Theresa May’s reported remarks about respect have the hollow ring of political rhetoric. So much so that one wonders if the word has any meaning for her.
She talks of “the respect we show to one another as fellow citizens”. But her casual disdain for the devolved parliaments and her government’s treatment of the powerless and the vulnerable suggest that she does not understand the concept of respect in the way most of us do. As she uses the term, it has more to do with obedience than with esteem. More to do with deference to established authority than with valuing individuals and their civil and human rights.
In the lexicon of the British political establishment, respect is a matter of convenience. A matter of expediency. When Theresa May talks of respect she means unthinking submission to the ruling elites of the British state.When she asks for respect she expects uncomplaining subordination of all civic interests to an increasingly dire British nationalist ideology.
In truth, respect is commanded, not demanded. It is earned, not exacted. Institutions and processes, as much as individuals, must be seen to be worthy of respect. When a vote has been held we all respect the result only to the extent that respect is due. To automatically afford complete respect without considering the nature of the process by which the decision was arrived at would be to deny human intellect. Genuine respect can no more be bought with votes than it can with cash. Democracy is not strictly a numbers game. A simple tally of ballot papers is not enough. There must also be trust in our democratic institutions. The people must have confidence in the process by which a decision is reached.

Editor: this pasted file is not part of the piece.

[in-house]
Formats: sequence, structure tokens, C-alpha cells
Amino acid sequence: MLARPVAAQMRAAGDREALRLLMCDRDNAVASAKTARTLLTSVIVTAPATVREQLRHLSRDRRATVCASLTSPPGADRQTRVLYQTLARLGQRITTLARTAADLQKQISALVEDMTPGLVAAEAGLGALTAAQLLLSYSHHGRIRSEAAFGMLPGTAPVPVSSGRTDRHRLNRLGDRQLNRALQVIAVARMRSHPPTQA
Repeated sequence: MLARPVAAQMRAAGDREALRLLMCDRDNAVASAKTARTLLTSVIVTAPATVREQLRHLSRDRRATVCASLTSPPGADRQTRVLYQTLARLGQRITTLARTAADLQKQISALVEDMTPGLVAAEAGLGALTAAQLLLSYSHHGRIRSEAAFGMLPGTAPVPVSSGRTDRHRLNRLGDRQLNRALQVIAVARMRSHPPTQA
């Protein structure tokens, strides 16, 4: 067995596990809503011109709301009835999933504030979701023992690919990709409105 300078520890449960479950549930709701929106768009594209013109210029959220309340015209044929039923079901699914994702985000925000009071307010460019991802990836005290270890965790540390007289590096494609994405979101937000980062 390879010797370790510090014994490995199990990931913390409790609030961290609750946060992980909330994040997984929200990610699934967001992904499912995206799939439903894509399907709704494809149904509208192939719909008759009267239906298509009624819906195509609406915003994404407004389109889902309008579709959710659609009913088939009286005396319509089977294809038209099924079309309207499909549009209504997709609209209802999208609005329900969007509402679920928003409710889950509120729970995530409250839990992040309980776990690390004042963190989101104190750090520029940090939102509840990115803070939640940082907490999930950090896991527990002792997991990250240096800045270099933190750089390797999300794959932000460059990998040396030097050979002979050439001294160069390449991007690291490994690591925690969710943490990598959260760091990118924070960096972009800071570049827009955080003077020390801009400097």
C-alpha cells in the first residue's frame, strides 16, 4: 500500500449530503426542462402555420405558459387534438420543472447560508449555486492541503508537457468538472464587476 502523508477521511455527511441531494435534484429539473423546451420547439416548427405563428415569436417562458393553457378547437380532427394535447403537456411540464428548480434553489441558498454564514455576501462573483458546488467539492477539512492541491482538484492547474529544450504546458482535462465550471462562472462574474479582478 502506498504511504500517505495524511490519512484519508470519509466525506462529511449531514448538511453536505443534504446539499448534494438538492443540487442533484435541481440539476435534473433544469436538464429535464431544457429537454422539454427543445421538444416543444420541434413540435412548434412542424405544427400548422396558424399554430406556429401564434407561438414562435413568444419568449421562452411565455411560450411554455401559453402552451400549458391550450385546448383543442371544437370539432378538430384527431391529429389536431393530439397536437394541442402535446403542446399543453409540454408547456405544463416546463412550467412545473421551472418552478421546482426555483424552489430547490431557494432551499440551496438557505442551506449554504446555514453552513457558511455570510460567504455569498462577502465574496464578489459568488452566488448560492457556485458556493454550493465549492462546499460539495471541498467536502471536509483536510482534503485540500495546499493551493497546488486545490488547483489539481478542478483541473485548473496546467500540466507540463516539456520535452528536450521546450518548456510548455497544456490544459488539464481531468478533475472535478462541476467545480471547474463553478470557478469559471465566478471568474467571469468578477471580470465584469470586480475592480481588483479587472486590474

The institutions of the British state cannot command respect. Where informed consent is regarded as an alien and dangerous concept; where fundamental rights are viewed with extreme suspicion; where the exercise of self-determination is held to be a threat to the established order, there can be no confidence in the democratic process.
Theresa May insists that we have a “responsibility to respect the legitimacy of the result”. By which she means we are absolutely required to accept a particular interpretation of that result and implementation of the decision to take the UK out of the EU. I would insist that our first responsibility is to democratic principles and our own conscience. I would insist that we are absolutely required to assess the legitimacy of the result in the light of what we know of how it came about. I say that both the outcome and the subsequent actions of the British government should be afforded only such respect as they may be entitled to. I’d suggest that doesn’t amount to much.Views: 3151
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